A Path Toward a Solution in Libya?
Prime Minister of the Tripoli-based Libyan government, Abdul Hamid Dbeibah, speaks during a cabinet meeting in Tripoli, Libya on January 2, 2023. (Libyan Government of National Unity / Handout/Anadolu Agency via Getty Images

A Path Toward a Solution in Libya?

Al-Ittihad, UAE, February 23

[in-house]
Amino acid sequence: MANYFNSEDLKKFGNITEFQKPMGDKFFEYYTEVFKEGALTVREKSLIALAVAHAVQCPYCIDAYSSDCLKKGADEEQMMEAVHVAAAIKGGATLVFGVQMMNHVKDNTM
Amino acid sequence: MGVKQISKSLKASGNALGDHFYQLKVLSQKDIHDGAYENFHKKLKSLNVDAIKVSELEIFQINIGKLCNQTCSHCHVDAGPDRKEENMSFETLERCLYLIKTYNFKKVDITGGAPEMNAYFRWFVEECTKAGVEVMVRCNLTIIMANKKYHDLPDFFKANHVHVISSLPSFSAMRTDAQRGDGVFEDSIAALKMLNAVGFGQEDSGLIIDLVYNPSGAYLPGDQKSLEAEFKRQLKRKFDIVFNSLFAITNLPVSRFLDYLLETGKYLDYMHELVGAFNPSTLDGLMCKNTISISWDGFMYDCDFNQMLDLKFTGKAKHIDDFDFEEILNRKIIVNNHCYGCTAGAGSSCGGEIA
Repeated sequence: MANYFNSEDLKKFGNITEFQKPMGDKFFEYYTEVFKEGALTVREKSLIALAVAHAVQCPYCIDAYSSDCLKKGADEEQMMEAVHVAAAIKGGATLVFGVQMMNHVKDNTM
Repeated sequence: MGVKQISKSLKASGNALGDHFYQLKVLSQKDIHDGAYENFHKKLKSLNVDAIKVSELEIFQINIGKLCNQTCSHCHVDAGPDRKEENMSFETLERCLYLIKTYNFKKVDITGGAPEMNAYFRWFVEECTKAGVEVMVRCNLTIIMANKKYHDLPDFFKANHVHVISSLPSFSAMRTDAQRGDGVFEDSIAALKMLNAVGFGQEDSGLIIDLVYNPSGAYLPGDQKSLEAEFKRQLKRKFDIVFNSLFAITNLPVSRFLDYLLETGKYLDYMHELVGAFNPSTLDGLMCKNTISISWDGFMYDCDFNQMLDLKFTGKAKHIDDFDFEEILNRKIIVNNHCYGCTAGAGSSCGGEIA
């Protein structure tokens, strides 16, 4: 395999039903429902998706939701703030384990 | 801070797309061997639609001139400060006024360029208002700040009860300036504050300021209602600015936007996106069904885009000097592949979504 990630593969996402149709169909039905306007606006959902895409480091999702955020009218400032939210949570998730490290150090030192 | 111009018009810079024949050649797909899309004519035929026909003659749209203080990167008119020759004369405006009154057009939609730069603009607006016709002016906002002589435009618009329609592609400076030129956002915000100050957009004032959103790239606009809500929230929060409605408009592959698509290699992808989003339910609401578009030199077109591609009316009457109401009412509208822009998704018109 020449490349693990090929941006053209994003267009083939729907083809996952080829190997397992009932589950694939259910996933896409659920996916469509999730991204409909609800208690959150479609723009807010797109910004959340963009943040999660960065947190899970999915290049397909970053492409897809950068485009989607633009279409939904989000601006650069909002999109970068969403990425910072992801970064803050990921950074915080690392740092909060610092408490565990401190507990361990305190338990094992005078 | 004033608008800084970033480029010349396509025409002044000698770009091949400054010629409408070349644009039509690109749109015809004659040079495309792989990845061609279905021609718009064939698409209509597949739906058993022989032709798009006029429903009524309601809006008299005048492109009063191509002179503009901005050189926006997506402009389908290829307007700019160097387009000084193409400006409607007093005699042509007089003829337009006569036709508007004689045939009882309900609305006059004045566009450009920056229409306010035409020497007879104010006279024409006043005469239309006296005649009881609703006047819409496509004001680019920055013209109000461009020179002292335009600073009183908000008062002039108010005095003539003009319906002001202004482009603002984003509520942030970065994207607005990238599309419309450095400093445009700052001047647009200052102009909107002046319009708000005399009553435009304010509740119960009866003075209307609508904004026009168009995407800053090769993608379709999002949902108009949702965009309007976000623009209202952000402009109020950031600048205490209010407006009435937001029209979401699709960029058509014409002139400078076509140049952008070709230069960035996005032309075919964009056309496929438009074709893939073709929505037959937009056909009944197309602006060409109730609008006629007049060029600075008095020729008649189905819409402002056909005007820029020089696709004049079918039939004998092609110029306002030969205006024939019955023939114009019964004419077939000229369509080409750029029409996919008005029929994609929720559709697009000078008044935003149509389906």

There remain numerous impediments to resolving the Libyan crisis. Despite the United Nations-brokered Libya Political Agreement (LPA) birthed in December 2015 in Skhirat, Morocco, none of the subsequent agreements have been able to set the country on a path toward a solution. Thus far, no solid starting point for a peaceful resolution has been identified. However, there is some optimism that the resolution of the so-called constitutional rule disputes may offer a glimmer of hope. This has led to a renewed focus on these issues among the movements that have been active since the start of the year, following months of stagnation and inactivity. There have been recent efforts to reach a consensus on remaining contentious points concerning the conditions for candidacy in the elections. Most notable, the eligibility of military personnel and dual nationals to run for office has been a source of dispute. A purely legal approach, free from political conflict, reveals that the solution to this issue is simple, as international experience and expertise demonstrate. For over two centuries, retired and independent soldiers have held office, won general elections and even assumed the presidency in numerous countries. George Washington, the first military president in US history, led the army in the War of Independence against Britain. Thus, there is no need to reinvent what has already been accomplished. Many American presidents have had a military background, such as Franklin Roosevelt, who served as assistant commander of the Navy to develop the American fleet at the beginning of the 20th century; Harry Truman, who achieved the rank of captain in the artillery; and Dwight Eisenhower, who served as general commander of the Allied forces in World War II. Not to mention, Winston Churchill, the most renowned British leader of the last century, who was an officer in the cavalry; and Charles de Gaulle, the most renowned French president, who graduated from the prestigious Saint-Cyr military school and led his country’s resistance against Germany in World War II. It is difficult to accurately estimate the number of presidents and heads of government with a military background since the inception of elections. This is why retired military personnel and independents have become firmly established and indisputable candidates. When examining the current state of affairs in Libya, it is evident that the national army and the joint military committee have attained notable success in recent years. United Nations envoy Abdoulaye Bathily commended the members of the committee in a press conference on January 16, encouraging politicians to “emulate the work of these men in military uniforms.” With regard to dual nationals, there is no universal decision on their eligibility to run for office; the constitution of each country decides this matter on a case-by-case basis. The candidacy of dual nationals in Libya has long been a source of contention. As conditions change, these individuals can find their candidacy approved one moment and then denied the next. If there is any suspicion of divided loyalties, their candidacy is prohibited. However, if it is determined that their original national affiliation is more significant than any others, they are allowed to run. These unpredictable fluctuations should not serve as an added impediment to resolving the crisis that the Libyan people are currently facing. – Waheed Abdul Majeed (translated by Asaf Zilberfarb)


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